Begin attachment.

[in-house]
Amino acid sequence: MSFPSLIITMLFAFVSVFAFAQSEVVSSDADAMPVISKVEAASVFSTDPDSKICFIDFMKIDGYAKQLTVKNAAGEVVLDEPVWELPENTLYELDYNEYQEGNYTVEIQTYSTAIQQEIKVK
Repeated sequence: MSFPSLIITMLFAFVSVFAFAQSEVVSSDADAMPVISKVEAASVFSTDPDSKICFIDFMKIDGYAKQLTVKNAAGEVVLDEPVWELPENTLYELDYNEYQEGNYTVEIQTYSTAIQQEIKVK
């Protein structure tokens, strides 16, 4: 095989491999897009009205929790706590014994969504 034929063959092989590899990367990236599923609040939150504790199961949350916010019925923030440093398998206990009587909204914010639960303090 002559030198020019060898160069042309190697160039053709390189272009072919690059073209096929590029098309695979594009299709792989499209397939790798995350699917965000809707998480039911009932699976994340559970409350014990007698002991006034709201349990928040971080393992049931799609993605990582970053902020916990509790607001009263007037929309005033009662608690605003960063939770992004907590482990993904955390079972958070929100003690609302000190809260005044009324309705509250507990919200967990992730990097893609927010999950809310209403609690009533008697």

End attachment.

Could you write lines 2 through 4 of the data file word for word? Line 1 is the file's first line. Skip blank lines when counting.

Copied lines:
Amino acid sequence: MSFPSLIITMLFAFVSVFAFAQSEVVSSDADAMPVISKVEAASVFSTDPDSKICFIDFMKIDGYAKQLTVKNAAGEVVLDEPVWELPENTLYELDYNEYQEGNYTVEIQTYSTAIQQEIKVK
Repeated sequence: MSFPSLIITMLFAFVSVFAFAQSEVVSSDADAMPVISKVEAASVFSTDPDSKICFIDFMKIDGYAKQLTVKNAAGEVVLDEPVWELPENTLYELDYNEYQEGNYTVEIQTYSTAIQQEIKVK
């Protein structure tokens, strides 16, 4: 095989491999897009009205929790706590014994969504 034929063959092989590899990367990236599923609040939150504790199961949350916010019925923030440093398998206990009587909204914010639960303090 002559030198020019060898160069042309190697160039053709390189272009072919690059073209096929590029098309695979594009299709792989499209397939790798995350699917965000809707998480039911009932699976994340559970409350014990007698002991006034709201349990928040971080393992049931799609993605990582970053902020916990509790607001009263007037929309005033009662608690605003960063939770992004907590482990993904955390079972958070929100003690609302000190809260005044009324309705509250507990919200967990992730990097893609927010999950809310209403609690009533008697």